EXPANSION TANK WITH MEMBRANE THERMAL PROTECTION

An expansion tank for accommodating hot expanded fluid in a heat transfer fluid system has a tank body defining an internal volume. A fluid inlet is provided on the tank body for connection to the heat transfer fluid system. A membrane, such as a diaphragm or a bladder, divides the internal volume into first and second sections. The first section includes a buffer zone between the fluid inlet and the membrane. The buffer zone contains a predetermined volume of tempering fluid for cooling down the incoming hot expanded fluid at its entry in the expansion tank. The buffer zone has an air valve for venting air from the buffer zone while the buffer zone is being filled up with the tempering fluid. The second section on the opposed side of the membrane is maintained under pressure with a gas.

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Description

RELATED APPLICATIONS

The present application claims priority on U.S. provisional patent application No. 61/583,329 filed on Jan. 5, 2012, the entire content of which is herein incorporated by reference.

TECHNICAL FIELD

The application relates generally to heat transfer fluid systems and, more particularly, to expansion tanks suited for use in such systems.

BACKGROUND OF THE ART

It is well know to use expansion tanks in closed looped heat transfer fluid systems to accommodate increases in volume resulting from the temperature rise of non-compressible heating fluids, such as water, glycol, glycerine and propylene glycol solutions. Such expansion tanks allow controlling the system operating pressure by providing to the expanded heating fluid a place to go.

Commercially available expansion tanks typically comprises two half-shell members adapted to be assembled together to define an internal volume. A membrane, which may be provided in the form of a diaphragm or a bladder, divides the internal volume of the tank in two sections. A first section of the tank has a heating fluid inlet connected to the pipe network of the system for accommodating the extra volume of heating fluid created by thermal expansion. The second section of the tank, sometimes referred to as the dry side, contains a compressible gas (e.g. air) under pressure. When the heating fluid is heated, it expands. The expended heating fluid enters the first section of the expansion tank. As the heating fluid pressure increases, it pushes the internal membrane against the pressurized gas on the dry side of the membrane, thereby compressing the gas.

When such an expansion tank is used in a high temperature system, such as a solar heating system, the heating fluid may reach temperatures which are potentially higher than the maximum temperature that can be withstood by the membrane. This may result in damages to and premature wear of the membrane.

Therefore, there is a need to provide a new expansion tank arrangement wherein the internal membrane of the tank is protected from being exposed to temperatures which exceed the temperatures that can be withstood by the membrane.

SUMMARY

It is therefore an object to protect the membrane of an expansion tank from being damaged as a result of being exposed to excessive temperatures.

In one aspect, there is provided an expansion tank for accommodating hot expanded fluid in a heat transfer fluid system. The expansion tank comprises a tank body having an internal volume, a fluid inlet provided on the tank body and adapted to be connected to the heat transfer fluid system, a membrane for dividing said internal volume into first and second sections, said first section including a buffer zone between the fluid inlet and the membrane, the buffer zone containing a predetermined volume of tempering fluid for cooling down any incoming hot expanded fluid at its entry in the expansion tank, the buffer zone having an air valve for venting air from the buffer zone while the buffer zone is being filled up with the tempering fluid, the second section on the opposed side of the membrane being filled up with a pressurized fluid, the second section of the internal volume having a valve for allowing the second section to be maintained at a predetermined pressure.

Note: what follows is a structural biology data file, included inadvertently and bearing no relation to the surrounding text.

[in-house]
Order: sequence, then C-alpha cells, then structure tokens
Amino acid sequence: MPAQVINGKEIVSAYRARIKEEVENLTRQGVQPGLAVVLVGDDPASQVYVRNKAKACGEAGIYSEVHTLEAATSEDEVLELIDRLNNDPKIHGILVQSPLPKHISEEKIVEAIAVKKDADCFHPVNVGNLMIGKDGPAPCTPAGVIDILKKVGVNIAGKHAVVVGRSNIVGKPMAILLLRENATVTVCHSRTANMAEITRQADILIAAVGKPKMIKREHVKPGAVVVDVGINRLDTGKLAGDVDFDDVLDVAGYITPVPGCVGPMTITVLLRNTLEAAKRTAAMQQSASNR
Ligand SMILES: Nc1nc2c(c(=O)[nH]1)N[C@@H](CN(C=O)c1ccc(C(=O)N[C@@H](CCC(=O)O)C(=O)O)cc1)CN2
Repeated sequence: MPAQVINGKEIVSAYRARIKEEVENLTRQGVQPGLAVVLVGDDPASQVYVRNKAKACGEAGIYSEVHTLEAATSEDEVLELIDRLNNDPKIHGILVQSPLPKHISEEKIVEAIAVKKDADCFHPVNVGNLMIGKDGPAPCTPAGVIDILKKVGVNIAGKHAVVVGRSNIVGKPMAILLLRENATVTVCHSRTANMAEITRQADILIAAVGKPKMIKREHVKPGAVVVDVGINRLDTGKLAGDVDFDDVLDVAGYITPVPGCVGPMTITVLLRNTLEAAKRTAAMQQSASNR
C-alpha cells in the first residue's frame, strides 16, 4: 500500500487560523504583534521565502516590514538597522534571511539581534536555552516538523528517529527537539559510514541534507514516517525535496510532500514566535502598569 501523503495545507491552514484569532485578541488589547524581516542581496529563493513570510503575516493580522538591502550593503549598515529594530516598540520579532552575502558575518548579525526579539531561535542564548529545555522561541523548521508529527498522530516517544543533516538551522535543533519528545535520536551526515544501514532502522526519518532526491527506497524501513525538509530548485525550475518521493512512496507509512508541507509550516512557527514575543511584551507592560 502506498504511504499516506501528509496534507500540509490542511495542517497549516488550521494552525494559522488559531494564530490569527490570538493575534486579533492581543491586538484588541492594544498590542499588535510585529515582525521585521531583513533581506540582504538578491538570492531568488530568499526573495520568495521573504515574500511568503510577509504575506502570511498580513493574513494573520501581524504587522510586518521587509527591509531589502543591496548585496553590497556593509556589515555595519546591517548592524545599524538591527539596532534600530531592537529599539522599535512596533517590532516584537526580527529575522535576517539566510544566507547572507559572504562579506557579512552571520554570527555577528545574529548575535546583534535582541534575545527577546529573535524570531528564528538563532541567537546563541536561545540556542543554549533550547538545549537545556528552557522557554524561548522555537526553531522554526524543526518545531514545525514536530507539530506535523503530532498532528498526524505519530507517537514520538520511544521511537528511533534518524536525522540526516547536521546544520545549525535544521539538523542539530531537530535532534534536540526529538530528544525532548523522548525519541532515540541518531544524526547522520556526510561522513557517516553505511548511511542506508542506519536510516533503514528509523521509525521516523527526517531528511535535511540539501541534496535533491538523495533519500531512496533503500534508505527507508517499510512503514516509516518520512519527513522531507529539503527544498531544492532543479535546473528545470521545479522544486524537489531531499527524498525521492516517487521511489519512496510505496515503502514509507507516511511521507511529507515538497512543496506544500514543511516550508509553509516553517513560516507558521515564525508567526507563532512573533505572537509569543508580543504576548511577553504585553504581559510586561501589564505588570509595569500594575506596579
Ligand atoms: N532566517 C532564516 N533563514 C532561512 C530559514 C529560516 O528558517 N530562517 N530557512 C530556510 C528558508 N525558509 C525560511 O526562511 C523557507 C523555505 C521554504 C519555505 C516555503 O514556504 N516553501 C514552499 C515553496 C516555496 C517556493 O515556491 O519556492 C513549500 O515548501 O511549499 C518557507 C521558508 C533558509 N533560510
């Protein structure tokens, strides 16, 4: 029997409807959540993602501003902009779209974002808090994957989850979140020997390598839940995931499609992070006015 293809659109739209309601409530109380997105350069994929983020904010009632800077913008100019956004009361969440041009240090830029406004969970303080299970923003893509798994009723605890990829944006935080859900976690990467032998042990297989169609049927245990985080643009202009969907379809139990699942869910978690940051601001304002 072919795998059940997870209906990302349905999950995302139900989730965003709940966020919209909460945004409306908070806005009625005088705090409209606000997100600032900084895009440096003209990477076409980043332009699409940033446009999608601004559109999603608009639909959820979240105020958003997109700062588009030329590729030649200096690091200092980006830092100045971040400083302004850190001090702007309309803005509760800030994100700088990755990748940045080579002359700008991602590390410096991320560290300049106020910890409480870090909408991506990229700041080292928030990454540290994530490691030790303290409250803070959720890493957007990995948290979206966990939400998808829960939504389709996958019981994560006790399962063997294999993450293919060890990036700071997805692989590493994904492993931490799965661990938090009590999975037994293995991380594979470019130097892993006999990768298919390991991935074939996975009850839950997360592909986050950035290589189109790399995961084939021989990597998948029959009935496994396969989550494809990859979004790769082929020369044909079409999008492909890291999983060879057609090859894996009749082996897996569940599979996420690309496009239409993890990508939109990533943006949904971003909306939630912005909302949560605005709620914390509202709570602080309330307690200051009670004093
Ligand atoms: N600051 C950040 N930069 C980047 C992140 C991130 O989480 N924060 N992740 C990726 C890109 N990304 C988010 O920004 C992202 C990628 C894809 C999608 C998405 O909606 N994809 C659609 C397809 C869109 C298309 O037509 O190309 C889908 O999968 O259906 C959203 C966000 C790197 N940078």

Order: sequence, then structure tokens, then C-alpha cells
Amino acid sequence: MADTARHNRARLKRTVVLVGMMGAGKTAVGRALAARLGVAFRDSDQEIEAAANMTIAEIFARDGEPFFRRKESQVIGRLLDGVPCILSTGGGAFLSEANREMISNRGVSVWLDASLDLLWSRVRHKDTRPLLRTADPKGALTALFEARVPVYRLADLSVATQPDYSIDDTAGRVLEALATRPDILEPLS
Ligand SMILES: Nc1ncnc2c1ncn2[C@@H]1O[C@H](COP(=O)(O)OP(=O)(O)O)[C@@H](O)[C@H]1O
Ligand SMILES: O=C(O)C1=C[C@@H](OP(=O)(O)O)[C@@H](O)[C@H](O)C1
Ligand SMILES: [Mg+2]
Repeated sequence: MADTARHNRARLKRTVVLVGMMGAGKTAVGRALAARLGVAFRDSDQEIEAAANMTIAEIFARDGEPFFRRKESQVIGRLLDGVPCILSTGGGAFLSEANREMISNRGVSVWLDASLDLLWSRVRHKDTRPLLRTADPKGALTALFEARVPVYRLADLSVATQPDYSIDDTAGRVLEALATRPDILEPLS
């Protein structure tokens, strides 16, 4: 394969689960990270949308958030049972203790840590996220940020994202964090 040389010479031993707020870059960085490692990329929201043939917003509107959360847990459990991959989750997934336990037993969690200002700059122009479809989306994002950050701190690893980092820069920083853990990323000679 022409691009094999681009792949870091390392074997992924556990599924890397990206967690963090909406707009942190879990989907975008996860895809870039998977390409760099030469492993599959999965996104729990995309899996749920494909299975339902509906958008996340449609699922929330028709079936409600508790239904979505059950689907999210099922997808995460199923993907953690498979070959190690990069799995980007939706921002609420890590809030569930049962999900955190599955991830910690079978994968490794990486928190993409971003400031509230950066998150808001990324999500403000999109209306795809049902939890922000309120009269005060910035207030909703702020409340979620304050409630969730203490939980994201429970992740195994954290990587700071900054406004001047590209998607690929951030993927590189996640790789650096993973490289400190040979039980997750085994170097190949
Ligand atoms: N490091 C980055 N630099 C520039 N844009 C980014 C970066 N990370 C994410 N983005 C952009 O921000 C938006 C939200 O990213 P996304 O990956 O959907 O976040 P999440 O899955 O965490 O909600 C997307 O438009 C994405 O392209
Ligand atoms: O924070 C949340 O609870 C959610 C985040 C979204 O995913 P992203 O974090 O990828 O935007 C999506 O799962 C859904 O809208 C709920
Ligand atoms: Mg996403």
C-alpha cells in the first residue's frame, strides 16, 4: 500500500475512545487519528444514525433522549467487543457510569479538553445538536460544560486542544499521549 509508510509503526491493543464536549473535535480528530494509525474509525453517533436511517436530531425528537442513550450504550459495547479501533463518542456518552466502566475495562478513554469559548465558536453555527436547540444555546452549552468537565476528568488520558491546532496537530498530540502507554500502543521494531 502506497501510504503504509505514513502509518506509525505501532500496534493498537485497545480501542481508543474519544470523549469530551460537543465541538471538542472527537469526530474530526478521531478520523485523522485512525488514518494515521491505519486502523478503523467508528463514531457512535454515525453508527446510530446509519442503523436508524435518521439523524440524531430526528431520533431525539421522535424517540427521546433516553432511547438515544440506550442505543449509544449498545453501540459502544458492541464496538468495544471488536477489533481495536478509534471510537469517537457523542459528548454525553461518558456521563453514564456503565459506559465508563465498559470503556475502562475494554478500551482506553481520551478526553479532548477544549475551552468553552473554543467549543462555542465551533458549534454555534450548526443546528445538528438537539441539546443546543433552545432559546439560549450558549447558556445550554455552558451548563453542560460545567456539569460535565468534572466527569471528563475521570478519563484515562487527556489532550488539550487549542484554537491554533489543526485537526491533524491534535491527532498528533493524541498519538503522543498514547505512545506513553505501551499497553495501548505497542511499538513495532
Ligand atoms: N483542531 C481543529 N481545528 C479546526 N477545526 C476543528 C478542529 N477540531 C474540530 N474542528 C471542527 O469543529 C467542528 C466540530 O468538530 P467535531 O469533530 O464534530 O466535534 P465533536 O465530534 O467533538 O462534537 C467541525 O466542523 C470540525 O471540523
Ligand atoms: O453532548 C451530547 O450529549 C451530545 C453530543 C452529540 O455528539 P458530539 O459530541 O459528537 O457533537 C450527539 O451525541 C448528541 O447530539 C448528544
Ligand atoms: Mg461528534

In a second aspect, there is provided an expansion tank for use in a heat transfer fluid system, the expansion tank comprising a shell defining an internal volume, a membrane dividing said internal volume into a gas chamber and an expandable fluid receiving chamber, a fluid opening provided on said shell and communicating with said expandable fluid receiving chamber, a closable gas inlet provided on said shell and communicating with said gas chamber for allowing a pressurized gas to be directed and maintained under pressure in said gas chamber, a shell extension member mounted over one end of the shell to define therewith a thermal buffer chamber adapted to be filled with a tempering fluid, said thermal buffer chamber communicating with said expandable fluid receiving chamber via said fluid opening, an air valve provided on said shell extension member to allow air to be expelled from the thermal buffer chamber while the same is being filled up with the tempering fluid, and an inlet port provided on the shell extension member and connectable to the heat transfer fluid system, the thermal buffer being disposed between the inlet port and the fluid opening of the first shell member, whereby hot expanded fluid from the system mixes with the tempering fluid contained in the thermal buffer chamber at its entry in the expansion tank, the hot expanded fluid being cooled down by the tempering fluid.